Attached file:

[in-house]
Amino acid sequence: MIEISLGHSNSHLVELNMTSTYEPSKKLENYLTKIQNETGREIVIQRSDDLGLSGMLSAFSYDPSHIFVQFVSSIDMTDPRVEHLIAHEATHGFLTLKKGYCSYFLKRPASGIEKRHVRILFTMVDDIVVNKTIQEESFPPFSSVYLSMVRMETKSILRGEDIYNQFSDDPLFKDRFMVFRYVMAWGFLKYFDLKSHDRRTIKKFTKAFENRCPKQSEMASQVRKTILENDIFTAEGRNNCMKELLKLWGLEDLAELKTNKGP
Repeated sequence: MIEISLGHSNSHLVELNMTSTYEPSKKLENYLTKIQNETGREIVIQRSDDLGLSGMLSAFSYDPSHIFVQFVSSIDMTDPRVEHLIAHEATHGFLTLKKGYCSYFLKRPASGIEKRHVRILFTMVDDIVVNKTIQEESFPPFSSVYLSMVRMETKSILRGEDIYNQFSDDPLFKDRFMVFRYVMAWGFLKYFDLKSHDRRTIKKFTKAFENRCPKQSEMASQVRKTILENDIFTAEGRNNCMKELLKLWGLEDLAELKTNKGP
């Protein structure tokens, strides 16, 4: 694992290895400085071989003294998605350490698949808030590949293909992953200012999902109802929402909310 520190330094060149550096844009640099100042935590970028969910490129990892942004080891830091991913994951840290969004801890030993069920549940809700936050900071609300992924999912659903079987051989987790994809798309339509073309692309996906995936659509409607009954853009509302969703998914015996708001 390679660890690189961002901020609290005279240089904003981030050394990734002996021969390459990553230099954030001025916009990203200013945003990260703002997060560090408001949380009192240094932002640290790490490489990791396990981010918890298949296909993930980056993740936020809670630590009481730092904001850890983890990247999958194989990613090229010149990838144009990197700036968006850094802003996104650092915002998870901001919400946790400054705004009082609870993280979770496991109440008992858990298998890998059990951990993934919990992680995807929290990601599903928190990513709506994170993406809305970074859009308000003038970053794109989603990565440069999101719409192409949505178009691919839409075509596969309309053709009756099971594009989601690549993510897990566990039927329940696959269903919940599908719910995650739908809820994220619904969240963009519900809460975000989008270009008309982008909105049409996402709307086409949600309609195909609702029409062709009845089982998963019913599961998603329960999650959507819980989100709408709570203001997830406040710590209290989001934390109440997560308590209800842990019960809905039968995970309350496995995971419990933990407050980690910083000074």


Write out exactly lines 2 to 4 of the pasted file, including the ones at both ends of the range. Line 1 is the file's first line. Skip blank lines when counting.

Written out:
Amino acid sequence: MIEISLGHSNSHLVELNMTSTYEPSKKLENYLTKIQNETGREIVIQRSDDLGLSGMLSAFSYDPSHIFVQFVSSIDMTDPRVEHLIAHEATHGFLTLKKGYCSYFLKRPASGIEKRHVRILFTMVDDIVVNKTIQEESFPPFSSVYLSMVRMETKSILRGEDIYNQFSDDPLFKDRFMVFRYVMAWGFLKYFDLKSHDRRTIKKFTKAFENRCPKQSEMASQVRKTILENDIFTAEGRNNCMKELLKLWGLEDLAELKTNKGP
Repeated sequence: MIEISLGHSNSHLVELNMTSTYEPSKKLENYLTKIQNETGREIVIQRSDDLGLSGMLSAFSYDPSHIFVQFVSSIDMTDPRVEHLIAHEATHGFLTLKKGYCSYFLKRPASGIEKRHVRILFTMVDDIVVNKTIQEESFPPFSSVYLSMVRMETKSILRGEDIYNQFSDDPLFKDRFMVFRYVMAWGFLKYFDLKSHDRRTIKKFTKAFENRCPKQSEMASQVRKTILENDIFTAEGRNNCMKELLKLWGLEDLAELKTNKGP
């Protein structure tokens, strides 16, 4: 694992290895400085071989003294998605350490698949808030590949293909992953200012999902109802929402909310 520190330094060149550096844009640099100042935590970028969910490129990892942004080891830091991913994951840290969004801890030993069920549940809700936050900071609300992924999912659903079987051989987790994809798309339509073309692309996906995936659509409607009954853009509302969703998914015996708001 390679660890690189961002901020609290005279240089904003981030050394990734002996021969390459990553230099954030001025916009990203200013945003990260703002997060560090408001949380009192240094932002640290790490490489990791396990981010918890298949296909993930980056993740936020809670630590009481730092904001850890983890990247999958194989990613090229010149990838144009990197700036968006850094802003996104650092915002998870901001919400946790400054705004009082609870993280979770496991109440008992858990298998890998059990951990993934919990992680995807929290990601599903928190990513709506994170993406809305970074859009308000003038970053794109989603990565440069999101719409192409949505178009691919839409075509596969309309053709009756099971594009989601690549993510897990566990039927329940696959269903919940599908719910995650739908809820994220619904969240963009519900809460975000989008270009008309982008909105049409996402709307086409949600309609195909609702029409062709009845089982998963019913599961998603329960999650959507819980989100709408709570203001997830406040710590209290989001934390109440997560308590209800842990019960809905039968995970309350496995995971419990933990407050980690910083000074």